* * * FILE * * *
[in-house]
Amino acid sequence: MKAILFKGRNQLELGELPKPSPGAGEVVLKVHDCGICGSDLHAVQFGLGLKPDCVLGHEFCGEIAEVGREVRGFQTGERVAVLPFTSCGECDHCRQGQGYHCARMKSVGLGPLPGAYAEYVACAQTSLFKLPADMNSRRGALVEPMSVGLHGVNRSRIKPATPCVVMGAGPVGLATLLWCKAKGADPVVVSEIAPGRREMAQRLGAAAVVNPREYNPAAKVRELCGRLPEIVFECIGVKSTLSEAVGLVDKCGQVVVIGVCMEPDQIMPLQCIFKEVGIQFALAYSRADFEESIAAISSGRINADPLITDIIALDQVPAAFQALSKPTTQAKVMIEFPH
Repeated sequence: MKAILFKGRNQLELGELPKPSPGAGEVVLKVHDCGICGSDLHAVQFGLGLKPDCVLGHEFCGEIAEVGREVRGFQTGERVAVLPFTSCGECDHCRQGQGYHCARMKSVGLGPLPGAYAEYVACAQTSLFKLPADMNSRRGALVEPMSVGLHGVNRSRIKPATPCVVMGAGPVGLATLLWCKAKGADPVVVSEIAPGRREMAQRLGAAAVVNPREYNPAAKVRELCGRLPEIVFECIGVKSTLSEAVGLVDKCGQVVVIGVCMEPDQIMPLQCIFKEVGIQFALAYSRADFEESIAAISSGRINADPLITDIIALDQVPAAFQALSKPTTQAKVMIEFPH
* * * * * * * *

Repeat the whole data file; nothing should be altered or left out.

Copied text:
[in-house]
Amino acid sequence: MKAILFKGRNQLELGELPKPSPGAGEVVLKVHDCGICGSDLHAVQFGLGLKPDCVLGHEFCGEIAEVGREVRGFQTGERVAVLPFTSCGECDHCRQGQGYHCARMKSVGLGPLPGAYAEYVACAQTSLFKLPADMNSRRGALVEPMSVGLHGVNRSRIKPATPCVVMGAGPVGLATLLWCKAKGADPVVVSEIAPGRREMAQRLGAAAVVNPREYNPAAKVRELCGRLPEIVFECIGVKSTLSEAVGLVDKCGQVVVIGVCMEPDQIMPLQCIFKEVGIQFALAYSRADFEESIAAISSGRINADPLITDIIALDQVPAAFQALSKPTTQAKVMIEFPH
Repeated sequence: MKAILFKGRNQLELGELPKPSPGAGEVVLKVHDCGICGSDLHAVQFGLGLKPDCVLGHEFCGEIAEVGREVRGFQTGERVAVLPFTSCGECDHCRQGQGYHCARMKSVGLGPLPGAYAEYVACAQTSLFKLPADMNSRRGALVEPMSVGLHGVNRSRIKPATPCVVMGAGPVGLATLLWCKAKGADPVVVSEIAPGRREMAQRLGAAAVVNPREYNPAAKVRELCGRLPEIVFECIGVKSTLSEAVGLVDKCGQVVVIGVCMEPDQIMPLQCIFKEVGIQFALAYSRADFEESIAAISSGRINADPLITDIIALDQVPAAFQALSKPTTQAKVMIEFPH